We don’t know Twitter’s true reason for adding the Quick Bar. Presumably, it’s part of a longer-term strategy. But today, from here, it looks like an extremely poorly thought-out feature, released initially with an extremely poor implementation, with seemingly no benefits to users.
This is so jarring to us because it’s so unlike the Twitter that we’ve known to date. Twitter’s product direction is usually incredibly good and well-thought-out, and their implementation is usually careful and thoughtful.
And in the context of this app, most of which was carefully and thoughtfully constructed by Loren Brichter before Twitter bought it from him, we’re accustomed to Brichter’s even higher standards, which won Tweetie an Apple Design Award in 2009. (I suspect he had little to no authority in the Quick Bar’s existence, design, or placement, and it’s probably killing him inside.)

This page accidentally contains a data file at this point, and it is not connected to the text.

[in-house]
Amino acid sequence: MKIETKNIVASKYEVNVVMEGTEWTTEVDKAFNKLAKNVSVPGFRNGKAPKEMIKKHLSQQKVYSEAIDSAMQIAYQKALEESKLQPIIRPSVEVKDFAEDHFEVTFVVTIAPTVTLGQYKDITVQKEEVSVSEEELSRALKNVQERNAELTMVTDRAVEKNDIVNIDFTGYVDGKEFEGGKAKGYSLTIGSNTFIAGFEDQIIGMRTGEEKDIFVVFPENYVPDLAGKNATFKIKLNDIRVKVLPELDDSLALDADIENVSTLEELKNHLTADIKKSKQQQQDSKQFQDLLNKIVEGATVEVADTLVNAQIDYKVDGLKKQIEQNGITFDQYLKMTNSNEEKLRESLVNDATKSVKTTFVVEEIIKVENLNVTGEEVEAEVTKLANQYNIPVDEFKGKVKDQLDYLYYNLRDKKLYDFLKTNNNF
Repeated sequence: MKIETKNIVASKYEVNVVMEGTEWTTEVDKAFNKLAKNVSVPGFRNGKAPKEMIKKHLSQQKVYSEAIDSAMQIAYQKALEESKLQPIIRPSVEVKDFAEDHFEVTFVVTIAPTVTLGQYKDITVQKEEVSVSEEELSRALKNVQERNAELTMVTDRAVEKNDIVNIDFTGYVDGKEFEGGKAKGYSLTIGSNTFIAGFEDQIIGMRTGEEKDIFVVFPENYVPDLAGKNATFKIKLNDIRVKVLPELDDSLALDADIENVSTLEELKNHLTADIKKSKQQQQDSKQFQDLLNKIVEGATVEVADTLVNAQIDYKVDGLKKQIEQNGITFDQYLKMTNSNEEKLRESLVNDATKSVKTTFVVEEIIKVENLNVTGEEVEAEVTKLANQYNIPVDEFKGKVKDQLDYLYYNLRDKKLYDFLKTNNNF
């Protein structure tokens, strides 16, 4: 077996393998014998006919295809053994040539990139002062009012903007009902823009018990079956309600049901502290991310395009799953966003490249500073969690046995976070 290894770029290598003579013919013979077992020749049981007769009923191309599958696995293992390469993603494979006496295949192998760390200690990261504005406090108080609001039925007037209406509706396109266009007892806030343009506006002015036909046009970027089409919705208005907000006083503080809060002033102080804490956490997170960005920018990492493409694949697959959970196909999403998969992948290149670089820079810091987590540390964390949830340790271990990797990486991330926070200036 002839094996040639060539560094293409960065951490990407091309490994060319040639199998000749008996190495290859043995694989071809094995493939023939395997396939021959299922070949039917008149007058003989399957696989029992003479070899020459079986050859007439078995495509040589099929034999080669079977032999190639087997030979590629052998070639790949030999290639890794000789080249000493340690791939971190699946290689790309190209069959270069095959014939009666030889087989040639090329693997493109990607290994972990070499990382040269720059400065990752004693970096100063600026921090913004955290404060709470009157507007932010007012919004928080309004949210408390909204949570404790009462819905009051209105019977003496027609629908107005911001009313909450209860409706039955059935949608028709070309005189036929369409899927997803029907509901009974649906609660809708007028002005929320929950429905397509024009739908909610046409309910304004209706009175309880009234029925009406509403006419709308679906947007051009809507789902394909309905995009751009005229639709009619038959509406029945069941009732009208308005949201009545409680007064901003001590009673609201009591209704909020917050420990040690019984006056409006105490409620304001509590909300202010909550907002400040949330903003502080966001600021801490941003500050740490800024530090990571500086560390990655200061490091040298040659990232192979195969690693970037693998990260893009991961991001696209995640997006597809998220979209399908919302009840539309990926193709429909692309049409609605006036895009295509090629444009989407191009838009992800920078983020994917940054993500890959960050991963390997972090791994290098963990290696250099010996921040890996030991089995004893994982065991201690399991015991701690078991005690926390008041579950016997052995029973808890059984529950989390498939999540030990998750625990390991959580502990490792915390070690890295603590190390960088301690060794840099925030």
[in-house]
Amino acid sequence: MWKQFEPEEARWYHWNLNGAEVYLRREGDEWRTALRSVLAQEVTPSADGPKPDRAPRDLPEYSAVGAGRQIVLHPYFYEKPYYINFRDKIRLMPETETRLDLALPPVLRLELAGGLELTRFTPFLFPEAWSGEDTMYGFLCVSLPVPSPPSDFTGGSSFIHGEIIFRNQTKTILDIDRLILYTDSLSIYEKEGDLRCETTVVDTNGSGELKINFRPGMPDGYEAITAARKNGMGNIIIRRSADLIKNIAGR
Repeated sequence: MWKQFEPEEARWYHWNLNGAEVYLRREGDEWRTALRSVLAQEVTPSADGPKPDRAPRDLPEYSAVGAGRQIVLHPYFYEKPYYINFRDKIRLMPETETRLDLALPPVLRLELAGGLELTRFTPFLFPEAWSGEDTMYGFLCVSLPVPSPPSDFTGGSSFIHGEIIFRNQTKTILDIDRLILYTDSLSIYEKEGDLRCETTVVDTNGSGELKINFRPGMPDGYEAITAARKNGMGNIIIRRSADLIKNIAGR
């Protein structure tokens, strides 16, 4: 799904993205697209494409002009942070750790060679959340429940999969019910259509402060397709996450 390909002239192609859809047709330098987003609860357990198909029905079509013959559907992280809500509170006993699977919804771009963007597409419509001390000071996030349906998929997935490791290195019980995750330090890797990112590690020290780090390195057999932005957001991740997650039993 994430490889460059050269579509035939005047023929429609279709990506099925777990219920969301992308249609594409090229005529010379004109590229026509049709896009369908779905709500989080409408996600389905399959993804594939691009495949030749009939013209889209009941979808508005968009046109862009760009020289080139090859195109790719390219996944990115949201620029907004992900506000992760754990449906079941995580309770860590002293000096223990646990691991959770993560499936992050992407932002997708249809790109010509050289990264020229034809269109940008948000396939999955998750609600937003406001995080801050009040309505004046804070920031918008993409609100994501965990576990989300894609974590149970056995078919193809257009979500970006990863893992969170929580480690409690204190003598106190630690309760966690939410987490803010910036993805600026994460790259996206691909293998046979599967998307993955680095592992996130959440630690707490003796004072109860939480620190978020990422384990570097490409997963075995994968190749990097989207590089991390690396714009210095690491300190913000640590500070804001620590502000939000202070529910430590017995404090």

The Quick Bar isn’t offensive because we don’t want Twitter making money with ads, or because we object to changes in the interface.
It’s offensive because it’s deeply bad, showing complete disregard for quality, product design, and user respect, and we’ve come to expect a lot more from Twitter.
via Marco.org – Why the Quick Bar (“dickbar”) is still so offensive. All true and wonderfully pointed, thanks Marco.